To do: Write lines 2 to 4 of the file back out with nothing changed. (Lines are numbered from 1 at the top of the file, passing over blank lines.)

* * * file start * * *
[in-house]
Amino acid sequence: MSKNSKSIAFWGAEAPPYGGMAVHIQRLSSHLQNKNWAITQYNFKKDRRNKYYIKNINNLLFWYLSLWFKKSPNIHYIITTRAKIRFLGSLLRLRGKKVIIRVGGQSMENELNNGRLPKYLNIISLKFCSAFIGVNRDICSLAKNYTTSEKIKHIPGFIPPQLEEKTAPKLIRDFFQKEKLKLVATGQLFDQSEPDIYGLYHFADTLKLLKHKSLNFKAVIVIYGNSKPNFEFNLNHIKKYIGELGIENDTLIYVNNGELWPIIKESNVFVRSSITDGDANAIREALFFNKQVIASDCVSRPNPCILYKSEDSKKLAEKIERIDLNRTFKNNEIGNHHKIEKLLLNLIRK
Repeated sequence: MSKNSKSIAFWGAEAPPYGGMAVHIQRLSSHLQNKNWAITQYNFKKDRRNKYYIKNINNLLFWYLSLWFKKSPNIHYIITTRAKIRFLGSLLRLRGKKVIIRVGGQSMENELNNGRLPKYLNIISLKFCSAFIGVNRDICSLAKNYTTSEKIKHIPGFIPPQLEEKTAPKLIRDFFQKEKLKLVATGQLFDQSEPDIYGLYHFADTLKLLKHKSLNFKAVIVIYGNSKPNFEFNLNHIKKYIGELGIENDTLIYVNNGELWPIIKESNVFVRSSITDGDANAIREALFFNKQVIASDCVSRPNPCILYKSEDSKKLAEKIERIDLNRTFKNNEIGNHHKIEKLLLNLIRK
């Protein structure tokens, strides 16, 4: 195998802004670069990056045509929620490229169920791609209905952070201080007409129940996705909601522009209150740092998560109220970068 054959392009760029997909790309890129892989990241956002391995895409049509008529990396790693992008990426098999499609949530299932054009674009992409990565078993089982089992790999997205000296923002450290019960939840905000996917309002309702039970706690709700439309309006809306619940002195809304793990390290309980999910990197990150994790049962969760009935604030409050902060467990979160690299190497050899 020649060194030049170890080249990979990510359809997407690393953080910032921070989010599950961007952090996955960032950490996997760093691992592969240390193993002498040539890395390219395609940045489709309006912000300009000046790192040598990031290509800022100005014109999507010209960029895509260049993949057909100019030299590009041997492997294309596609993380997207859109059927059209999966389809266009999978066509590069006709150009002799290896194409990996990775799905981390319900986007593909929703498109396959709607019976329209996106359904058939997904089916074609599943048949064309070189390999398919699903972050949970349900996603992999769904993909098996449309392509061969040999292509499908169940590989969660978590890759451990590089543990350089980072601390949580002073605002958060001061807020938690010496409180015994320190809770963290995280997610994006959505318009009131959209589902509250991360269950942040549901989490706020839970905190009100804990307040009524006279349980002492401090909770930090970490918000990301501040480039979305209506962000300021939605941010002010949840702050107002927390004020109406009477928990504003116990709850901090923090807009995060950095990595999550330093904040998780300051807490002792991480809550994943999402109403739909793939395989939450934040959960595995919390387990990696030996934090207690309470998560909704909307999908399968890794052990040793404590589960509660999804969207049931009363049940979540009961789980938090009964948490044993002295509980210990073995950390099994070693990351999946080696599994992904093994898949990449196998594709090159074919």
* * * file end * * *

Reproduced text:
Amino acid sequence: MSKNSKSIAFWGAEAPPYGGMAVHIQRLSSHLQNKNWAITQYNFKKDRRNKYYIKNINNLLFWYLSLWFKKSPNIHYIITTRAKIRFLGSLLRLRGKKVIIRVGGQSMENELNNGRLPKYLNIISLKFCSAFIGVNRDICSLAKNYTTSEKIKHIPGFIPPQLEEKTAPKLIRDFFQKEKLKLVATGQLFDQSEPDIYGLYHFADTLKLLKHKSLNFKAVIVIYGNSKPNFEFNLNHIKKYIGELGIENDTLIYVNNGELWPIIKESNVFVRSSITDGDANAIREALFFNKQVIASDCVSRPNPCILYKSEDSKKLAEKIERIDLNRTFKNNEIGNHHKIEKLLLNLIRK
Repeated sequence: MSKNSKSIAFWGAEAPPYGGMAVHIQRLSSHLQNKNWAITQYNFKKDRRNKYYIKNINNLLFWYLSLWFKKSPNIHYIITTRAKIRFLGSLLRLRGKKVIIRVGGQSMENELNNGRLPKYLNIISLKFCSAFIGVNRDICSLAKNYTTSEKIKHIPGFIPPQLEEKTAPKLIRDFFQKEKLKLVATGQLFDQSEPDIYGLYHFADTLKLLKHKSLNFKAVIVIYGNSKPNFEFNLNHIKKYIGELGIENDTLIYVNNGELWPIIKESNVFVRSSITDGDANAIREALFFNKQVIASDCVSRPNPCILYKSEDSKKLAEKIERIDLNRTFKNNEIGNHHKIEKLLLNLIRK
């Protein structure tokens, strides 16, 4: 195998802004670069990056045509929620490229169920791609209905952070201080007409129940996705909601522009209150740092998560109220970068 054959392009760029997909790309890129892989990241956002391995895409049509008529990396790693992008990426098999499609949530299932054009674009992409990565078993089982089992790999997205000296923002450290019960939840905000996917309002309702039970706690709700439309309006809306619940002195809304793990390290309980999910990197990150994790049962969760009935604030409050902060467990979160690299190497050899 020649060194030049170890080249990979990510359809997407690393953080910032921070989010599950961007952090996955960032950490996997760093691992592969240390193993002498040539890395390219395609940045489709309006912000300009000046790192040598990031290509800022100005014109999507010209960029895509260049993949057909100019030299590009041997492997294309596609993380997207859109059927059209999966389809266009999978066509590069006709150009002799290896194409990996990775799905981390319900986007593909929703498109396959709607019976329209996106359904058939997904089916074609599943048949064309070189390999398919699903972050949970349900996603992999769904993909098996449309392509061969040999292509499908169940590989969660978590890759451990590089543990350089980072601390949580002073605002958060001061807020938690010496409180015994320190809770963290995280997610994006959505318009009131959209589902509250991360269950942040549901989490706020839970905190009100804990307040009524006279349980002492401090909770930090970490918000990301501040480039979305209506962000300021939605941010002010949840702050107002927390004020109406009477928990504003116990709850901090923090807009995060950095990595999550330093904040998780300051807490002792991480809550994943999402109403739909793939395989939450934040959960595995919390387990990696030996934090207690309470998560909704909307999908399968890794052990040793404590589960509660999804969207049931009363049940979540009961789980938090009964948490044993002295509980210990073995950390099994070693990351999946080696599994992904093994898949990449196998594709090159074919």